But it’s just really a nice strong black tea. I mean, I grew up drinking a lot of Earl Grey. My wife has, she doesn’t really drink black . . . doesn’t really drink Earl Grey anymore, mainly because she drank it too much once one summer, but it’s, she’s even says the smell of it reminds her of past family holidays with my family and stuff. Cause we all drink it and stuff. Yeah

 

Mike Nye (33:15):

Yeah. I mean, it’s interesting because I think for me, like I’m, I’m very interested in trying new flavors and trying lots of different things. Right. Whereas growing up my, my father you know, who is the main tea drinker in the house would only ever have English Breakfast tea that’s it, we would only have you know, Lipton or, or I forget what the brand was, but we would only have the English Breakfast. So when I, whenever I thought tea, that’s what I thought tea was and then sort of growing up, you know, and people being in Perth at, at university there’s a great deal of like Chinese, Singaporean you know that, that general region and sorry, I’m not meaning to offend anyone, but lots of those students who I would become friends with, and then they would say, oh, you know, do you want some tea and I’d say, oh, I’d love a cup of tea. And then they would give you something completely different. Like you might have oolong tea or Jasmine tea or something like that. And and I’d be like, oh, wow, what is this? It tastes ;ike nothing I’ve ever had before. And then you realize, Oh, there’s so many different types of tea and, and then you want to go and try them all.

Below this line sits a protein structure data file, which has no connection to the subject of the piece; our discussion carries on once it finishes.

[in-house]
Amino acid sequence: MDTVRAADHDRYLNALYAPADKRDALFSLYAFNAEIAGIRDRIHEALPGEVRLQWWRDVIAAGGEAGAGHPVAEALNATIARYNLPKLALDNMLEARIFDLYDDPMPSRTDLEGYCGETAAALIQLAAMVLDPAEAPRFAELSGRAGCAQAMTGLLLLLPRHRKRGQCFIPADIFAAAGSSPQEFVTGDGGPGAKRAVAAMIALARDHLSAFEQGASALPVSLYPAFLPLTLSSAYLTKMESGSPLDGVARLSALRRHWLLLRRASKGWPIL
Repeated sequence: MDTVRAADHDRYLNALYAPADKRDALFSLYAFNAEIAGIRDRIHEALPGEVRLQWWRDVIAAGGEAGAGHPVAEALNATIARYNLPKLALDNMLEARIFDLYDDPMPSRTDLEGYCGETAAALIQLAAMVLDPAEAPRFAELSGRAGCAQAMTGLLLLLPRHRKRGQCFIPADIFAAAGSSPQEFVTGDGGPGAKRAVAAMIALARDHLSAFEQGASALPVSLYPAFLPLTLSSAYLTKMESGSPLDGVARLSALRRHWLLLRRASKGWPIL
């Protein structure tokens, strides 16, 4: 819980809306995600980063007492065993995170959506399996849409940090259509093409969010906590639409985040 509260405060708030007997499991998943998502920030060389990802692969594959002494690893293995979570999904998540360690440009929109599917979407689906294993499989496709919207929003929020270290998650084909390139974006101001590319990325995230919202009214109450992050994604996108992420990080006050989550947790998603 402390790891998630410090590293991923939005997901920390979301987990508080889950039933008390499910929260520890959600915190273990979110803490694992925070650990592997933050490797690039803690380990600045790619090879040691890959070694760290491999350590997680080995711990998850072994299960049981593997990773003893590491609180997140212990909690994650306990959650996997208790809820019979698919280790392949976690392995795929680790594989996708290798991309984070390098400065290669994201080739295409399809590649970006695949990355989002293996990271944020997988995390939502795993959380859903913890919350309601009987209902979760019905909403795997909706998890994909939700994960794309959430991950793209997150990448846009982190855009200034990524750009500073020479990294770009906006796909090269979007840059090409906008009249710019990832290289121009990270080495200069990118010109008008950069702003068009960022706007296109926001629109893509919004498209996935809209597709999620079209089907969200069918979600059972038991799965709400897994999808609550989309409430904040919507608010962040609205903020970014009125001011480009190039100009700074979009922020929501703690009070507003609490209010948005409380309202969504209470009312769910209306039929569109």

Alex C. Telander (34:28):

Yeah. And then you get to come back and talk about them on the show.

 

Mike Nye (34:32):

That’s right. Yeah.

 

Alex C. Telander (34:33):

That’s the whole point. SMaybe we’ll do another not the next episode, but maybe the one after that, we’ll talk about the, the, the standard teas that we think about like Lipton,Tetley’s the one I get a lot of here because they have it and just think of all the different, we can throw out all these names and stuff like that. And in the more historical episodes, we’ll go into more detail with them of the history and stuff like that. But for, for our episode after next, we can more just kind of talk about them and what we think of the most of, you know, growing up with them and being surrounded by them and stuff. Okay, so now we’re going to go to our last little segment. We’ll see how this goes. Tea puns.